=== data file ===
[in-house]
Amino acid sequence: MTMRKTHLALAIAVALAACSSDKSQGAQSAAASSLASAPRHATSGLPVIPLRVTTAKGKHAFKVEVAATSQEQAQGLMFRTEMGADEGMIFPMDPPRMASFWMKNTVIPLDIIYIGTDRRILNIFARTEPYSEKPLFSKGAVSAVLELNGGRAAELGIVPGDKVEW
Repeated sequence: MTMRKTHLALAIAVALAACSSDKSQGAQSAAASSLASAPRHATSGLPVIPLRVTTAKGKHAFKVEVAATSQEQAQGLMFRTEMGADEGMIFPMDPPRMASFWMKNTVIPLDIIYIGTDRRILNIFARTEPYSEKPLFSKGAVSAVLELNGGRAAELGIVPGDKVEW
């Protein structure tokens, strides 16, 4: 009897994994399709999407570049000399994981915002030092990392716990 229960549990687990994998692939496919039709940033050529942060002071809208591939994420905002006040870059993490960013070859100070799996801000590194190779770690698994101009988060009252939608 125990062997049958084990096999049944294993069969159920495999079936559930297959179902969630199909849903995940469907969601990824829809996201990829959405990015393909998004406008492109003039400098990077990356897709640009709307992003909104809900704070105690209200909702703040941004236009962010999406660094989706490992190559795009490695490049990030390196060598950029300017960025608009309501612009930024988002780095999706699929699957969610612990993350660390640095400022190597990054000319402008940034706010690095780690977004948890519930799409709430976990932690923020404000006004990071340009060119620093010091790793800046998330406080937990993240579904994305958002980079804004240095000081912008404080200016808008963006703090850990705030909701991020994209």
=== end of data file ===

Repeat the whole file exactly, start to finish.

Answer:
[in-house]
Amino acid sequence: MTMRKTHLALAIAVALAACSSDKSQGAQSAAASSLASAPRHATSGLPVIPLRVTTAKGKHAFKVEVAATSQEQAQGLMFRTEMGADEGMIFPMDPPRMASFWMKNTVIPLDIIYIGTDRRILNIFARTEPYSEKPLFSKGAVSAVLELNGGRAAELGIVPGDKVEW
Repeated sequence: MTMRKTHLALAIAVALAACSSDKSQGAQSAAASSLASAPRHATSGLPVIPLRVTTAKGKHAFKVEVAATSQEQAQGLMFRTEMGADEGMIFPMDPPRMASFWMKNTVIPLDIIYIGTDRRILNIFARTEPYSEKPLFSKGAVSAVLELNGGRAAELGIVPGDKVEW
């Protein structure tokens, strides 16, 4: 009897994994399709999407570049000399994981915002030092990392716990 229960549990687990994998692939496919039709940033050529942060002071809208591939994420905002006040870059993490960013070859100070799996801000590194190779770690698994101009988060009252939608 125990062997049958084990096999049944294993069969159920495999079936559930297959179902969630199909849903995940469907969601990824829809996201990829959405990015393909998004406008492109003039400098990077990356897709640009709307992003909104809900704070105690209200909702703040941004236009962010999406660094989706490992190559795009490695490049990030390196060598950029300017960025608009309501612009930024988002780095999706699929699957969610612990993350660390640095400022190597990054000319402008940034706010690095780690977004948890519930799409709430976990932690923020404000006004990071340009060119620093010091790793800046998330406080937990993240579904994305958002980079804004240095000081912008404080200016808008963006703090850990705030909701991020994209």